Their first attempt was to do this in-house with their own technology team. After spending nine months getting nowhere, they were still stuck on the problem and fully dependent on manual labor. Epic AI Fail.
An innovative AI leader recognized the magnitude of this problem and the competitive implications of solving it (or not solving it!) So they initiated a six-month-long search for an AI partner that finally led them to Infrrd.
Lessons Learned from Failed AI Survivors
Each of these three innovative leaders embraced the lessons learned from their first bite at the AI apple. They used what they learned to turn early AI failures into spectacular successes that improve their ability to compete. That’s how you become a hero, and that’s how you make the competition pay for your mistakes!
So what are these lessons? Across all of our customers who have innovative AI leadership like the companies in these three examples, we see these recurring themes:
Lesson #1 Gain a clear understanding of what AI can do today and what is not yet possible.
Find some real AI experts and have real conversations with them about the problem you want to solve. Don’t get fooled by impostors. There are a lot of companies out there that changed their website extensions from .com to .ai and became AI experts overnight.
Most of these companies picked up some open-source frameworks and started loading them with customers’ data. They gave the customers a good start but failed to deliver a good finish. This is the most prevalent and in a way the most dangerous reason for AI failure because the initial good results can lead you to start throwing a lot of money at the problem before you really have an effective solution.
You can spot these companies by looking for the following:
Lesson #2 Engage AI Specialists, not IT Generalists
You may have a technology partner who has done a great job helping you with (pick your poison) CRM, Web Development, Analytics, Systems Integration, Digital Transformation — whatever. When you hear they now have an AI practice, it’s tempting to just engage the trusted partner who’s proven themselves in a different area.
But AI is a completely different beast, so past results with a generalist don’t do a good job of predicting their future work in AI. There isn’t even much to code in the beginning. A lot of it is data play and how to get enough of the right sets of data you need for training. Even though it is all technical work, the skills, the tools and processes needed to deliver a successful AI implementation are very different than what is used in development work.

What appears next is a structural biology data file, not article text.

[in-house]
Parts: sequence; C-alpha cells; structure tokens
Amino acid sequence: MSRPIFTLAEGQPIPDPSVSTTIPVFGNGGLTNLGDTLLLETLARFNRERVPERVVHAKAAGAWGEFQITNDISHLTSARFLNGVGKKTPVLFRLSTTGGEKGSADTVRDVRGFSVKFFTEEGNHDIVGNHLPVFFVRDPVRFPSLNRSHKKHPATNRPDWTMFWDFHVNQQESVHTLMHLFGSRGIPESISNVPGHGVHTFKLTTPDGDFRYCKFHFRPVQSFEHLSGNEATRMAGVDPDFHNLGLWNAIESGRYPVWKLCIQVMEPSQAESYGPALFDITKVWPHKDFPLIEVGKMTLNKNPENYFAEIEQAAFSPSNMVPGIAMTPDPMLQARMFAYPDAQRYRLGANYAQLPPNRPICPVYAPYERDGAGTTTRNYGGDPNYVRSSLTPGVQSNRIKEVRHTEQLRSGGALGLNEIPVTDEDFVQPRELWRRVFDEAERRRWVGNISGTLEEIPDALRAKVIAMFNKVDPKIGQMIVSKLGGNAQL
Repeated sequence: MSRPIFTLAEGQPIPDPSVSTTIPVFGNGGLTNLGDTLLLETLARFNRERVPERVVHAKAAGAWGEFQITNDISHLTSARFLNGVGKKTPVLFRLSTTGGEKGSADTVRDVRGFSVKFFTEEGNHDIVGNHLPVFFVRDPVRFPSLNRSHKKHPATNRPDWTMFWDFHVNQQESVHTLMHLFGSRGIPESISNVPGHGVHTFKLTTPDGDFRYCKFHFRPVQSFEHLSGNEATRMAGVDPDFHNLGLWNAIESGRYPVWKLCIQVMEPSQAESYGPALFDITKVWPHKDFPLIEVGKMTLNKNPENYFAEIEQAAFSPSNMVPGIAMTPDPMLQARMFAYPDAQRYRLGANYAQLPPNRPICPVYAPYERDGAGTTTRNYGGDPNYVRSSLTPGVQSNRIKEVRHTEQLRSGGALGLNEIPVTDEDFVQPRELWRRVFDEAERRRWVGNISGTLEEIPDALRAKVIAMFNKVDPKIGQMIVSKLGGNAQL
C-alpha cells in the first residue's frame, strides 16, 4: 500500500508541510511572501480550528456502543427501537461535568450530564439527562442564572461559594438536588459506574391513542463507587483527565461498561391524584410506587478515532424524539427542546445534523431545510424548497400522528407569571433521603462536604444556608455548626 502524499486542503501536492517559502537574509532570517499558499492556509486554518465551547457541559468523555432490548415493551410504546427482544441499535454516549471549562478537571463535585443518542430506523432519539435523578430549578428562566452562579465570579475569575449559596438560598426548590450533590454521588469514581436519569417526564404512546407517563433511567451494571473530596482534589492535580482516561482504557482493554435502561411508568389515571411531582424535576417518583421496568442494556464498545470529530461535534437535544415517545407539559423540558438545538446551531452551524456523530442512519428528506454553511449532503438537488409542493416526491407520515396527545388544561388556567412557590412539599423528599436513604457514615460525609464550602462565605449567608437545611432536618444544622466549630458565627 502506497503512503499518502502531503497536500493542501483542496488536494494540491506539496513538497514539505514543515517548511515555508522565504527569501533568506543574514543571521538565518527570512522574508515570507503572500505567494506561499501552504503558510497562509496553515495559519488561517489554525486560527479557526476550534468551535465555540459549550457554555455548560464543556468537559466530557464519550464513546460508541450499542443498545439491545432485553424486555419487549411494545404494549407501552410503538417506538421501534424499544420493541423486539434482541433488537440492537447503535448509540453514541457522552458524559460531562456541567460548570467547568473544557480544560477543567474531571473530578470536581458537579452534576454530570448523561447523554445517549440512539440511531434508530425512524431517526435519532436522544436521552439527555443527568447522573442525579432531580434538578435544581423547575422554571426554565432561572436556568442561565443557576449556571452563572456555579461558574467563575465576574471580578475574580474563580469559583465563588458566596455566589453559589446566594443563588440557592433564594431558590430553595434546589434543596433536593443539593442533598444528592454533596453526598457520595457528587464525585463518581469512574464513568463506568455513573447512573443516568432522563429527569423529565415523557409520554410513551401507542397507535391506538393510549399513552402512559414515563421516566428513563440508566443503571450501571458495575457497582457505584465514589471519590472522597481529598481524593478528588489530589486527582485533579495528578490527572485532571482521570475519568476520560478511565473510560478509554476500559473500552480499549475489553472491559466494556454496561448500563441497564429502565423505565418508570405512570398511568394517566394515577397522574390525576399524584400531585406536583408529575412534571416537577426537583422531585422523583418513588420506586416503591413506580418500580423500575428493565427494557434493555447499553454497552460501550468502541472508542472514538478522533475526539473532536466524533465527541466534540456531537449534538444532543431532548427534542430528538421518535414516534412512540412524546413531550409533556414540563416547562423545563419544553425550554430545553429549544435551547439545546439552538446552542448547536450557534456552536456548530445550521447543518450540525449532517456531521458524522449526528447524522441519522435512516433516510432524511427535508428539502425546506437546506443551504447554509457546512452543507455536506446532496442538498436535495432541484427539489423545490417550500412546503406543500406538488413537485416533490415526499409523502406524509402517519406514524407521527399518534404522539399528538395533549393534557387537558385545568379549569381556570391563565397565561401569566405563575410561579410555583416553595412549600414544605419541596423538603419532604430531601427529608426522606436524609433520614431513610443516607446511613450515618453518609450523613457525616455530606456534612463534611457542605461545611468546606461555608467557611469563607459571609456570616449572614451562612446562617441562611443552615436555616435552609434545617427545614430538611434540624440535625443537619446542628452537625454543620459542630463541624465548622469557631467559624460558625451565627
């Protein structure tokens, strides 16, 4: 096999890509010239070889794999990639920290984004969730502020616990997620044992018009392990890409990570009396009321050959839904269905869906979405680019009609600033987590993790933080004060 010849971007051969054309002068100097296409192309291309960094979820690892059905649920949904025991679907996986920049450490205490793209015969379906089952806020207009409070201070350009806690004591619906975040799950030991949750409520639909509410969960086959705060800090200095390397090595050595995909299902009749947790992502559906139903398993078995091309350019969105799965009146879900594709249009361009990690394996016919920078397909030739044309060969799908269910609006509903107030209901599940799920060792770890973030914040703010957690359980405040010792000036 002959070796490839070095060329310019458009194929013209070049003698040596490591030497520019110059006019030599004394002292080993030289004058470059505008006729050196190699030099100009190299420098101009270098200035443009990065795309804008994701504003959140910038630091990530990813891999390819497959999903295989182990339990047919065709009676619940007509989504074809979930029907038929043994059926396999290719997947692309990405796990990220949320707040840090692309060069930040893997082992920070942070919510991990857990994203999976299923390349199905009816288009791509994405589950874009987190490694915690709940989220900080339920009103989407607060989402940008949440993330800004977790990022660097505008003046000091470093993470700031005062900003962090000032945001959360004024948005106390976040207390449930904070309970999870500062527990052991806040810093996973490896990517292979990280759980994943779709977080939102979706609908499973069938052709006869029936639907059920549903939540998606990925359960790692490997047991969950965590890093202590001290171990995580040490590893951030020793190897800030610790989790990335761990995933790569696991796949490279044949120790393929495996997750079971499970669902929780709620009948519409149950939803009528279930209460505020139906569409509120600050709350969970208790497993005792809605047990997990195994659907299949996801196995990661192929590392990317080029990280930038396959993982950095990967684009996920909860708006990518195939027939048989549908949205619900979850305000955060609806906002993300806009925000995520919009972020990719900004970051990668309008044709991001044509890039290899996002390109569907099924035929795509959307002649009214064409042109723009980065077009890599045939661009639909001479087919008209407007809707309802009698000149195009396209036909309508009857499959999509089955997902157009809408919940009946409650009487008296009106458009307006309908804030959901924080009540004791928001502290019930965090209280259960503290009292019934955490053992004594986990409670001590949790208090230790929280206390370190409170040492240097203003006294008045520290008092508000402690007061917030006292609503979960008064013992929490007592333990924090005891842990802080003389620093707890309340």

You’ll know you’re dealing with a generalist when:
Lesson #3 Solve for the Bigger Problem without anchoring on a single pillar AI solution
This one is particularly difficult to get your head around. Maybe you find a promising company that passes the first two lessons above. It is an AI company but it focuses on one super-specialty around AI. Let’s say it’s automated conversations. This company was born an AI company. They can understand natural language and generate automated conversations. So far, so good.
But when you decide to use them to understand natural language in your contracts, that’s a completely different ballgame. To a natural language company, all that text in your contracts might look like a clear-cut natural language problem. After all, to a hammer company, every problem looks like a nail, right?
NLP will have no clue how to interpret the structure of complex documents. You’re going to need computer vision, predictive analytics, and OCR for that. It might even struggle with the text itself because in conversations and documents the words flow very differently. They need completely different techniques to handle context and correlate information.
So you have to make sure you understand the bigger problem and don’t fall into the trap of focusing on just one pillar of AI, like NLP.
To avoid this:
To All Who Failed at AI in 2019…
Look, it takes a strong heart to take risks that have the potential to propel your business forward. If you took a risk and didn’t get the results you wanted, you’re still a hero in my book as long as you keep trying.
Let me tell you a side story from 2019 that reflects this. This year, India launched its moon landing mission and failed in front of the entire world.
If the mission had succeeded, India would have been only the fourth country in the world to have a successful moon landing. (It’s really hard.)
When that failure happened there were two clear camps of critics. The first ones mocked how the country should give up on the whole idea and stick to making movies. Pakistan’s Minister of Science took this jab:
But the other camp praised India for experimenting:
Quite a few people from Pakistan rebuked the minister and made him see that India is at least trying to land on the moon. Those who keep trying eventually succeed. Sometimes spectacularly.
When you venture out to make sense of the world in this noise, you are likely to meet failure. But every failure teaches you how not to try it the next time around. Thomas Edison knew this well.
So… Here’s to all the experimenters, the risk-takers, and the brave champions who failed to try to bring AI into their company. You are our heroes and Infrrd will always root for you guys. May 2020 bring you more success through the wisdom to learn from failures and the courage to keep trying.
Originally published at https://www.infrrd.ai.